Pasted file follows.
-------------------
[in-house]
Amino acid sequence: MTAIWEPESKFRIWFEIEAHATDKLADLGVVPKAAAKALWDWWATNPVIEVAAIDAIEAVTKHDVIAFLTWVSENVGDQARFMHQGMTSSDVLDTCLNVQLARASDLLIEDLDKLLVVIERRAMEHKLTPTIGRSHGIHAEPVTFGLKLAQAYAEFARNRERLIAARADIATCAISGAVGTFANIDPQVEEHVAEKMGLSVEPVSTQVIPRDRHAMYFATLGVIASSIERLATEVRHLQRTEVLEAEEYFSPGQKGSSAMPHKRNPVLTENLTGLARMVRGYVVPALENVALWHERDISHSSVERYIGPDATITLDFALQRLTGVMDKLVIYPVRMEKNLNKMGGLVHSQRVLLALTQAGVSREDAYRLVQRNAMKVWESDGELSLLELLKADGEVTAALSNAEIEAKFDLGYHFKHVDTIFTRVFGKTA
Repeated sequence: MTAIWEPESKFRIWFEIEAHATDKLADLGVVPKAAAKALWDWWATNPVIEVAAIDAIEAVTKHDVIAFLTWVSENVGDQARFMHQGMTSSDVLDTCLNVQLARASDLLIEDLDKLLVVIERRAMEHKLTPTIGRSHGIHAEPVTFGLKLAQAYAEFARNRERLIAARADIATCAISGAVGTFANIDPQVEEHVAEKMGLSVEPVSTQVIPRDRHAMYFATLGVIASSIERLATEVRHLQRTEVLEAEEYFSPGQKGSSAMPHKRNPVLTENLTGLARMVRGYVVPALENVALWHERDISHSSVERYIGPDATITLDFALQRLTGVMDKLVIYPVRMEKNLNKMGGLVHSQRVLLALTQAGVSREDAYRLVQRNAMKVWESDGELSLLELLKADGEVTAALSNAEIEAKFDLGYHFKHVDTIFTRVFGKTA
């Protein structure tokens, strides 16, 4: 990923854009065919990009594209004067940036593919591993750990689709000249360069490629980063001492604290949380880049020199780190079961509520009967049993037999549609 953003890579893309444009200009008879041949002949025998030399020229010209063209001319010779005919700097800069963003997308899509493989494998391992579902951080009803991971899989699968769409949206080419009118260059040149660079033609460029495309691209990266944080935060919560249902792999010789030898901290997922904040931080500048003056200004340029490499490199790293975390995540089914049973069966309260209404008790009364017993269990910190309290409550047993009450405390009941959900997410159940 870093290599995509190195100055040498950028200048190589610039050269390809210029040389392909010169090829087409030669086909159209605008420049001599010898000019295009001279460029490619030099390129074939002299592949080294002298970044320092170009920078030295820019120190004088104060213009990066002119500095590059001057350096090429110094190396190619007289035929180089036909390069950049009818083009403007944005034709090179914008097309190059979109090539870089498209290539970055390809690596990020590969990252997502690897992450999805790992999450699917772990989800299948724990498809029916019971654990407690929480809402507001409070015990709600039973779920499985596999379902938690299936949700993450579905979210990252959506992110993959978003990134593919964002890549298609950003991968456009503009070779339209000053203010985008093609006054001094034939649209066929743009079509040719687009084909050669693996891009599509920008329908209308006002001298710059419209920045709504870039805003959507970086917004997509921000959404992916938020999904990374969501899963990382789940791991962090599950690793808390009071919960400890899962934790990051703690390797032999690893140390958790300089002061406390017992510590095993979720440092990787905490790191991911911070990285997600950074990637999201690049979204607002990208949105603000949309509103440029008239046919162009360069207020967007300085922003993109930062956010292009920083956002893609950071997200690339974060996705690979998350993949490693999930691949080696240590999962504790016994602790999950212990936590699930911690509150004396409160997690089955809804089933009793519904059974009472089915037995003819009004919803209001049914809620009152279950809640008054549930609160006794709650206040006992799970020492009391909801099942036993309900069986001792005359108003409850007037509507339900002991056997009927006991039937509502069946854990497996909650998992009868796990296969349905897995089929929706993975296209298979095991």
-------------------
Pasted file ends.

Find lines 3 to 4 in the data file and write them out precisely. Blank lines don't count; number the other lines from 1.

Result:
Repeated sequence: MTAIWEPESKFRIWFEIEAHATDKLADLGVVPKAAAKALWDWWATNPVIEVAAIDAIEAVTKHDVIAFLTWVSENVGDQARFMHQGMTSSDVLDTCLNVQLARASDLLIEDLDKLLVVIERRAMEHKLTPTIGRSHGIHAEPVTFGLKLAQAYAEFARNRERLIAARADIATCAISGAVGTFANIDPQVEEHVAEKMGLSVEPVSTQVIPRDRHAMYFATLGVIASSIERLATEVRHLQRTEVLEAEEYFSPGQKGSSAMPHKRNPVLTENLTGLARMVRGYVVPALENVALWHERDISHSSVERYIGPDATITLDFALQRLTGVMDKLVIYPVRMEKNLNKMGGLVHSQRVLLALTQAGVSREDAYRLVQRNAMKVWESDGELSLLELLKADGEVTAALSNAEIEAKFDLGYHFKHVDTIFTRVFGKTA
């Protein structure tokens, strides 16, 4: 990923854009065919990009594209004067940036593919591993750990689709000249360069490629980063001492604290949380880049020199780190079961509520009967049993037999549609 953003890579893309444009200009008879041949002949025998030399020229010209063209001319010779005919700097800069963003997308899509493989494998391992579902951080009803991971899989699968769409949206080419009118260059040149660079033609460029495309691209990266944080935060919560249902792999010789030898901290997922904040931080500048003056200004340029490499490199790293975390995540089914049973069966309260209404008790009364017993269990910190309290409550047993009450405390009941959900997410159940 870093290599995509190195100055040498950028200048190589610039050269390809210029040389392909010169090829087409030669086909159209605008420049001599010898000019295009001279460029490619030099390129074939002299592949080294002298970044320092170009920078030295820019120190004088104060213009990066002119500095590059001057350096090429110094190396190619007289035929180089036909390069950049009818083009403007944005034709090179914008097309190059979109090539870089498209290539970055390809690596990020590969990252997502690897992450999805790992999450699917772990989800299948724990498809029916019971654990407690929480809402507001409070015990709600039973779920499985596999379902938690299936949700993450579905979210990252959506992110993959978003990134593919964002890549298609950003991968456009503009070779339209000053203010985008093609006054001094034939649209066929743009079509040719687009084909050669693996891009599509920008329908209308006002001298710059419209920045709504870039805003959507970086917004997509921000959404992916938020999904990374969501899963990382789940791991962090599950690793808390009071919960400890899962934790990051703690390797032999690893140390958790300089002061406390017992510590095993979720440092990787905490790191991911911070990285997600950074990637999201690049979204607002990208949105603000949309509103440029008239046919162009360069207020967007300085922003993109930062956010292009920083956002893609950071997200690339974060996705690979998350993949490693999930691949080696240590999962504790016994602790999950212990936590699930911690509150004396409160997690089955809804089933009793519904059974009472089915037995003819009004919803209001049914809620009152279950809640008054549930609160006794709650206040006992799970020492009391909801099942036993309900069986001792005359108003409850007037509507339900002991056997009927006991039937509502069946854990497996909650998992009868796990296969349905897995089929929706993975296209298979095991």